PS- I’m glad I made this list because I just remembered I left my snow boots at my parents’ house. That makes TWO pairs of functional footwear that I own!
PS2- If you have any recipe suggestions, feel free to share!
PS3- I might as well write another blog post already with all the things I remembered that I forgot: snow boots, my Gone With The Wind dvd (probably hiding in Angela & Cathy’s room), all my winter scarves (only 4, don’t worry)…
PS4- Anyone interested in more examples of my mother’s egregious cooking behavior, just let me know! I’ve got stories.
September 11, 2012 § 6 Comments
Some of you may have heard the news: At the ripe old age of 26, I am moving out of my family home. I know, I know, I didn’t think I’d move out until I was married, either. But it’s true, it’s actually happening. Due to a nice set of circumstances, this whole moving out thing happened pretty quickly. I’ll be living in a 3 bedroom apartment with Jill and Erica, and I’m not telling you where because this is the internet. Suffice it to say that my work commute will only be about 5 minutes. (Wonder of wonders, I won’t have to drive past ANY schools on my way there!) I’m very excited to live on my own for the first time. I love to cook, and I’ll get used to doing laundry eventually, right? Of course the rats will be coming with me as well!
There are a few things I’ve learned about myself, and just in general, during this whole moving out/moving in process, and part of those things are on this list. I like to call this list…
Things I Have Too Much/Many Of:
1. I went up to my attic on Sunday morning before Mass, ready and willing to separate all my books into keep/donate piles. I don’t have enough room in my bedroom for all my books, so I store most of them in the attic. I sat down in my pajamas, a well-sugared cup of pumpkin coffee steaming gently on the floor next to me. The first carton of books was full to bursting. It took me a good hour and a half to work through that and 3 more cartons, thanks to plenty of five minute distractions where I’d either pick up a book, exclaim with delight, and re-read my favorite part, or run downstairs to tell Mom that I had too many books, I had forgotten about this book, I couldn’t find that book, and- once- that there was a spider on a book. In the end, I think I set 5 books total in the donate pile. I can’t help it. I cherish all my books and am loathe to part with any of them. I love them all: the fat, bulky books missing their dust jackets with epic tales that sweep across countries inside their dull hard covers. Or the paperback mysteries from the 1950s with classy heroines who manage to uncover criminals, fall in love, get into car chases, and still wear dresses and heels. I’ve got GK Chesterton’s sly wit and sneaky brilliance stacked up with CS Lewis’ appealing apologetics; Dickinson and Hopkins and of course Bronte and Austen. I can’t give any of them up. So I picked up my (by then tepid) cup of coffee and walked downstairs to see if we had any bigger bookshelves.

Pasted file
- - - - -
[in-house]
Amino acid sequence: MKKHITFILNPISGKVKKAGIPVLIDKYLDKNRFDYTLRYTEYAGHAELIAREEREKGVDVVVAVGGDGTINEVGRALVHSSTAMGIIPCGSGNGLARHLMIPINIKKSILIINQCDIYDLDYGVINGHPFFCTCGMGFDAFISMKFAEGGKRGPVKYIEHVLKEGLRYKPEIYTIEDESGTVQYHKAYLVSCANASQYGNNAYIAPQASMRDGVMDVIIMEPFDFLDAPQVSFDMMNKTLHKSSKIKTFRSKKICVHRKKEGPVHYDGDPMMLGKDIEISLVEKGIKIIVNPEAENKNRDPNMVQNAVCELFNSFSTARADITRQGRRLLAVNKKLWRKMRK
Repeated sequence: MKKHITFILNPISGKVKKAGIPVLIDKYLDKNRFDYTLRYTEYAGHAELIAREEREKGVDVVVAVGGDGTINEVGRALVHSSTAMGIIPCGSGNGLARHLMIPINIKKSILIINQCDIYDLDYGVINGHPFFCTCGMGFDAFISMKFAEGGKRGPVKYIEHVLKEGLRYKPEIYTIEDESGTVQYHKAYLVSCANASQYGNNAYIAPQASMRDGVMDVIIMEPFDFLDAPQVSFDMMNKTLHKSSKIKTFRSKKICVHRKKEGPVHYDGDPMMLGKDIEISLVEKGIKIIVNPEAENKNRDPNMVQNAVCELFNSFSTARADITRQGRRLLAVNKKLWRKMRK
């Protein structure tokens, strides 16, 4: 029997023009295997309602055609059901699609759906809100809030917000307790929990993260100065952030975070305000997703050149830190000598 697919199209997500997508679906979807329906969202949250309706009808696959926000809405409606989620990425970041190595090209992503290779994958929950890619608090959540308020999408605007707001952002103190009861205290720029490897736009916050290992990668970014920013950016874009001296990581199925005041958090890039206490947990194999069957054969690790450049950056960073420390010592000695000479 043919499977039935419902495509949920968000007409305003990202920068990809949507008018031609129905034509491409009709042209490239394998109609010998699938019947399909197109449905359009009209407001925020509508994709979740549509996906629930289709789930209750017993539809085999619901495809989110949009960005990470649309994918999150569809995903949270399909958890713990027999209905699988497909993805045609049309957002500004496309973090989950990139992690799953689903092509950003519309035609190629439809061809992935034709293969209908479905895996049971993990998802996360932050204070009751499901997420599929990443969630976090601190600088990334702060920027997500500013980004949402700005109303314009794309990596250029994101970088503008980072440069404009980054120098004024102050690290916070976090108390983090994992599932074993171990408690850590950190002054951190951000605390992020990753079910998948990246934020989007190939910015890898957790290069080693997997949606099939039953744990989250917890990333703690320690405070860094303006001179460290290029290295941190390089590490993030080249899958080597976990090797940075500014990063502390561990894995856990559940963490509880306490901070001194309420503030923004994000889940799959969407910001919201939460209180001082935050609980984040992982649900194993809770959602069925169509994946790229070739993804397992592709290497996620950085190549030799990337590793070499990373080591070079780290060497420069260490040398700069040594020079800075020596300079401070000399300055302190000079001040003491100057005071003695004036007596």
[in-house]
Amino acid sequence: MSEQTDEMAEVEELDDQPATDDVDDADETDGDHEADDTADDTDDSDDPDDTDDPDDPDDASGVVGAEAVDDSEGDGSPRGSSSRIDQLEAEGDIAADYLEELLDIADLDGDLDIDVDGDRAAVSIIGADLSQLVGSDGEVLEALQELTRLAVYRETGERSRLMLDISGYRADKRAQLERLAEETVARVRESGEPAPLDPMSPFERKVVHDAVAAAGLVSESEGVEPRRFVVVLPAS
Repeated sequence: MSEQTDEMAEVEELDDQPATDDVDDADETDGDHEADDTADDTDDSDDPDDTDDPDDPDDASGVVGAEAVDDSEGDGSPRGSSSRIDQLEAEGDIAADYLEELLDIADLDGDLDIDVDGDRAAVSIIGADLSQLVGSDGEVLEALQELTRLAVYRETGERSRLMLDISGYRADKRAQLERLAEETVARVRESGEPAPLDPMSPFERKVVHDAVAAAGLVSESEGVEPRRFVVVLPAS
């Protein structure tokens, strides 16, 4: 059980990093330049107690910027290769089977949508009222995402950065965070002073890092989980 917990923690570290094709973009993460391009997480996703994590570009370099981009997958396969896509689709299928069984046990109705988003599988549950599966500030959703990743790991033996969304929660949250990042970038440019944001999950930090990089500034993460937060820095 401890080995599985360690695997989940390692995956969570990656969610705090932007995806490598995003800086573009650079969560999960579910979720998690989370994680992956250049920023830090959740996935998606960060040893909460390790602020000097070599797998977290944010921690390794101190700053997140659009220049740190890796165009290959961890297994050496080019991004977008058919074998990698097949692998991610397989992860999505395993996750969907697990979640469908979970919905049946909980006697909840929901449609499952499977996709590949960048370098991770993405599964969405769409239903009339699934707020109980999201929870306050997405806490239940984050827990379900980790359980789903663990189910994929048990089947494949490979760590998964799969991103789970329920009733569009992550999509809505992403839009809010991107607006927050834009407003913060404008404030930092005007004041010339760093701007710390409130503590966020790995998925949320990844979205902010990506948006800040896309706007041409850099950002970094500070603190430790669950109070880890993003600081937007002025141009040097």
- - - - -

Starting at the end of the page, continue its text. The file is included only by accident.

2. The same Sunday brought me marginally more success when it came time to weed out my clothes. I have a lot of clothes and I don’t mind admitting that. My clothing size hasn’t changed since I was about 18 so the fullness of my closet could definitely, in some excuse-sounding but actually pretty honest way, be attributed to about 8 years worth of accumulation. Simply put, I still wear skirts and blouses now that I wore at my first job at the elementary school eight years ago. And I still have my sweaters. Oh boy, do I have my sweaters. That donate pile held plenty of clothes by the end of my closet emptying session, but nary a sweater could be found in it. I love my sweaters. Soft, long, short, brightly colored or simple- essential- black, they spilled out of my closet, a veritable rainbow of toasty warm, wool/polyester delight. I hugged them all to my chest and promised to transport them without losing a single button.
3. Shoes. I have too many. Way too many.
August 17, 2012 § 2 Comments
“Because children have abounding vitality, because they are in spirit fierce and free, therefore they want things repeated and unchanged. They always say, “Do it again”; and the grown-up person does it again until he is nearly dead. For grown-up people are not strong enough to exult in monotony. But perhaps God is strong enough to exult in monotony. It is possible that God says every morning, “Do it again” to the sun; and every evening, “Do it again” to the moon. It may not be automatic necessity that makes all daisies alike; it may be that God makes every daisy separately, but has never got tired of making them. It may be that He has the eternal appetite of infancy; for we have sinned and grown old, and our Father is younger than we.”
– G.K. Chesterton, in Orthodoxy
This quote makes me think of going to Mass. It’s the same actions over and over and yet I am never bored. Gosh, I love Chesterton!